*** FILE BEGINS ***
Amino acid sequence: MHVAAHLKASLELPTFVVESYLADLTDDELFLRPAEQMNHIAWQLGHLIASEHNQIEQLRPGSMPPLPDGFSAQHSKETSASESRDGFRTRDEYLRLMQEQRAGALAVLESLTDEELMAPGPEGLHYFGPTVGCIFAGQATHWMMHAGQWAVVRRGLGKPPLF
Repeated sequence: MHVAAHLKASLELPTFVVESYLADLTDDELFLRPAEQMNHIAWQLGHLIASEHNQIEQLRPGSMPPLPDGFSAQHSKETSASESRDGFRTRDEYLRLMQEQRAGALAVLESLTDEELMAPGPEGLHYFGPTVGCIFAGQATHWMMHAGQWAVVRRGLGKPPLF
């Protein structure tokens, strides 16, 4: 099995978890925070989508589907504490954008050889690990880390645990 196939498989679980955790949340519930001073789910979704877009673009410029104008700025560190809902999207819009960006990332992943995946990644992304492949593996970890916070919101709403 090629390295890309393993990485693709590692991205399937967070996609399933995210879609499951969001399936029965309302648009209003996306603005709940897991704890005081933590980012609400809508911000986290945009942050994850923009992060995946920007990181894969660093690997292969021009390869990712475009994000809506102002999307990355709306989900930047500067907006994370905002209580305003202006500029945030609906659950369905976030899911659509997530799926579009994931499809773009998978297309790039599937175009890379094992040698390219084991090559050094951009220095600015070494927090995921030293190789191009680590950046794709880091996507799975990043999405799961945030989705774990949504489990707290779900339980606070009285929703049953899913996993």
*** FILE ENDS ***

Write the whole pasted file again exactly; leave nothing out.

Amino acid sequence: MHVAAHLKASLELPTFVVESYLADLTDDELFLRPAEQMNHIAWQLGHLIASEHNQIEQLRPGSMPPLPDGFSAQHSKETSASESRDGFRTRDEYLRLMQEQRAGALAVLESLTDEELMAPGPEGLHYFGPTVGCIFAGQATHWMMHAGQWAVVRRGLGKPPLF
Repeated sequence: MHVAAHLKASLELPTFVVESYLADLTDDELFLRPAEQMNHIAWQLGHLIASEHNQIEQLRPGSMPPLPDGFSAQHSKETSASESRDGFRTRDEYLRLMQEQRAGALAVLESLTDEELMAPGPEGLHYFGPTVGCIFAGQATHWMMHAGQWAVVRRGLGKPPLF
């Protein structure tokens, strides 16, 4: 099995978890925070989508589907504490954008050889690990880390645990 196939498989679980955790949340519930001073789910979704877009673009410029104008700025560190809902999207819009960006990332992943995946990644992304492949593996970890916070919101709403 090629390295890309393993990485693709590692991205399937967070996609399933995210879609499951969001399936029965309302648009209003996306603005709940897991704890005081933590980012609400809508911000986290945009942050994850923009992060995946920007990181894969660093690997292969021009390869990712475009994000809506102002999307990355709306989900930047500067907006994370905002209580305003202006500029945030609906659950369905976030899911659509997530799926579009994931499809773009998978297309790039599937175009890379094992040698390219084991090559050094951009220095600015070494927090995921030293190789191009680590950046794709880091996507799975990043999405799961945030989705774990949504489990707290779900339980606070009285929703049953899913996993």